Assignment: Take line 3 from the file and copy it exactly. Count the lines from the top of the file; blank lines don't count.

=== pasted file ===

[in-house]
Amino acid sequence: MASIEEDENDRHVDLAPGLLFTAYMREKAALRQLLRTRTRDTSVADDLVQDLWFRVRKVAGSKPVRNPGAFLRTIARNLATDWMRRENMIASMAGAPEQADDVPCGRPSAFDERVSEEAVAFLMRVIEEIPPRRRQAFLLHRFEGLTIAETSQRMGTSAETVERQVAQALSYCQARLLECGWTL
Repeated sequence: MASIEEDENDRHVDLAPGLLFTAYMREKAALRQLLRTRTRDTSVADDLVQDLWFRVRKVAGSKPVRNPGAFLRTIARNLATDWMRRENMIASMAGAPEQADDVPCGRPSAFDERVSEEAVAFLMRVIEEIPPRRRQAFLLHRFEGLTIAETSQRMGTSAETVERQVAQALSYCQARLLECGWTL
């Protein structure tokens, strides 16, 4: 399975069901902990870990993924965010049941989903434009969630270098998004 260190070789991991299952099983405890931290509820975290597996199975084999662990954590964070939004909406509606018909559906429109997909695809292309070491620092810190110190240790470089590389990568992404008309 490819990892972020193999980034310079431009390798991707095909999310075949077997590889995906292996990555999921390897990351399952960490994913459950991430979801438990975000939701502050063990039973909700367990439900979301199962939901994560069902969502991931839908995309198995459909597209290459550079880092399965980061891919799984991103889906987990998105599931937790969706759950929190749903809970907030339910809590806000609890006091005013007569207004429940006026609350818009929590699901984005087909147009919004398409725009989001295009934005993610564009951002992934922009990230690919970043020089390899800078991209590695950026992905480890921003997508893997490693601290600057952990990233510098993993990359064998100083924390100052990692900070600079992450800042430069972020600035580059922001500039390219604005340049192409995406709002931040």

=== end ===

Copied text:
Repeated sequence: MASIEEDENDRHVDLAPGLLFTAYMREKAALRQLLRTRTRDTSVADDLVQDLWFRVRKVAGSKPVRNPGAFLRTIARNLATDWMRRENMIASMAGAPEQADDVPCGRPSAFDERVSEEAVAFLMRVIEEIPPRRRQAFLLHRFEGLTIAETSQRMGTSAETVERQVAQALSYCQARLLECGWTL